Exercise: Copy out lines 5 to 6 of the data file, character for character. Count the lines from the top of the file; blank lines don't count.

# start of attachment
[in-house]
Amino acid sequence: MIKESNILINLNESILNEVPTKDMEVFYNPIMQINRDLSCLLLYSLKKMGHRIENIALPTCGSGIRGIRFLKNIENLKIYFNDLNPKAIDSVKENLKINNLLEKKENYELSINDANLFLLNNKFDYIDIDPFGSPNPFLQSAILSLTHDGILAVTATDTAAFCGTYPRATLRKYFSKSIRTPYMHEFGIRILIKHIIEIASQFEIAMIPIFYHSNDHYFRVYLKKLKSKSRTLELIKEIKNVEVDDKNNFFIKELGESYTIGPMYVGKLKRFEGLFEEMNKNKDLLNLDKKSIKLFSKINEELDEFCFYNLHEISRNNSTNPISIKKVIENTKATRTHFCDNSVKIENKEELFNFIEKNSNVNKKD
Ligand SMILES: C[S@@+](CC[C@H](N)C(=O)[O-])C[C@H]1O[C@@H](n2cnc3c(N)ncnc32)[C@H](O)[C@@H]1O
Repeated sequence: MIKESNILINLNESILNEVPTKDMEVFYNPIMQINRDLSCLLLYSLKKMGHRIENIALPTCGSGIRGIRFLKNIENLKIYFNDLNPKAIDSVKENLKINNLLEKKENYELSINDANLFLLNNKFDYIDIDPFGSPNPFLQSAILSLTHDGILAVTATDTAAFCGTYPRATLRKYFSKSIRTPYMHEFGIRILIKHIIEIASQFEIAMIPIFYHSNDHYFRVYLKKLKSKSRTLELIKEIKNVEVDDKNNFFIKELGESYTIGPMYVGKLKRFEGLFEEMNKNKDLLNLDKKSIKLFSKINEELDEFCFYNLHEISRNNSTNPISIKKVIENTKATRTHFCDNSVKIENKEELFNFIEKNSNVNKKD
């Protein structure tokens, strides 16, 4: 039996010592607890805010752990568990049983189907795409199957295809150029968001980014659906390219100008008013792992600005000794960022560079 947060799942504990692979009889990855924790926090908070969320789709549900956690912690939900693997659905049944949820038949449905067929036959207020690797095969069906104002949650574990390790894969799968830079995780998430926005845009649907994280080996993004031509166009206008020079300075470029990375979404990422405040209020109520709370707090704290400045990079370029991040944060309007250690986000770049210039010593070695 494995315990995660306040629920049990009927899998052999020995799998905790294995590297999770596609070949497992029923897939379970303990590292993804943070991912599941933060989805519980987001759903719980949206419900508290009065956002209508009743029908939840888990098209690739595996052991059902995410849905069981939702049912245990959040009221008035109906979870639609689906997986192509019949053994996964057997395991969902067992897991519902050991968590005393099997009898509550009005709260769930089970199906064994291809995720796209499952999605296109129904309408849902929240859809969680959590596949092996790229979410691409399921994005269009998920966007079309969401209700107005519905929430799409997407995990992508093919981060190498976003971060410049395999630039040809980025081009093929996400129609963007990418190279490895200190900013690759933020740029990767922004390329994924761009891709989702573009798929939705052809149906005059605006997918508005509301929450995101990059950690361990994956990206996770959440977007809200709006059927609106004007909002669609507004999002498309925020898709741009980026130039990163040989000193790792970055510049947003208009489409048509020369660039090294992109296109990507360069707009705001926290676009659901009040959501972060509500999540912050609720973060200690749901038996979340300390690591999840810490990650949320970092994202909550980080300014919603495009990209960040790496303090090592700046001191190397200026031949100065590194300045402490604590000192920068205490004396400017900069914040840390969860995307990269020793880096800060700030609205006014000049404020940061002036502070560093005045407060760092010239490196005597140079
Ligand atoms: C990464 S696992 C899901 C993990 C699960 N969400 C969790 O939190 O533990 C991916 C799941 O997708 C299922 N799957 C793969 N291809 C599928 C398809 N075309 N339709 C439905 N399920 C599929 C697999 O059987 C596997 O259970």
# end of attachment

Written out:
């Protein structure tokens, strides 16, 4: 039996010592607890805010752990568990049983189907795409199957295809150029968001980014659906390219100008008013792992600005000794960022560079 947060799942504990692979009889990855924790926090908070969320789709549900956690912690939900693997659905049944949820038949449905067929036959207020690797095969069906104002949650574990390790894969799968830079995780998430926005845009649907994280080996993004031509166009206008020079300075470029990375979404990422405040209020109520709370707090704290400045990079370029991040944060309007250690986000770049210039010593070695 494995315990995660306040629920049990009927899998052999020995799998905790294995590297999770596609070949497992029923897939379970303990590292993804943070991912599941933060989805519980987001759903719980949206419900508290009065956002209508009743029908939840888990098209690739595996052991059902995410849905069981939702049912245990959040009221008035109906979870639609689906997986192509019949053994996964057997395991969902067992897991519902050991968590005393099997009898509550009005709260769930089970199906064994291809995720796209499952999605296109129904309408849902929240859809969680959590596949092996790229979410691409399921994005269009998920966007079309969401209700107005519905929430799409997407995990992508093919981060190498976003971060410049395999630039040809980025081009093929996400129609963007990418190279490895200190900013690759933020740029990767922004390329994924761009891709989702573009798929939705052809149906005059605006997918508005509301929450995101990059950690361990994956990206996770959440977007809200709006059927609106004007909002669609507004999002498309925020898709741009980026130039990163040989000193790792970055510049947003208009489409048509020369660039090294992109296109990507360069707009705001926290676009659901009040959501972060509500999540912050609720973060200690749901038996979340300390690591999840810490990650949320970092994202909550980080300014919603495009990209960040790496303090090592700046001191190397200026031949100065590194300045402490604590000192920068205490004396400017900069914040840390969860995307990269020793880096800060700030609205006014000049404020940061002036502070560093005045407060760092010239490196005597140079
Ligand atoms: C990464 S696992 C899901 C993990 C699960 N969400 C969790 O939190 O533990 C991916 C799941 O997708 C299922 N799957 C793969 N291809 C599928 C398809 N075309 N339709 C439905 N399920 C599929 C697999 O059987 C596997 O259970």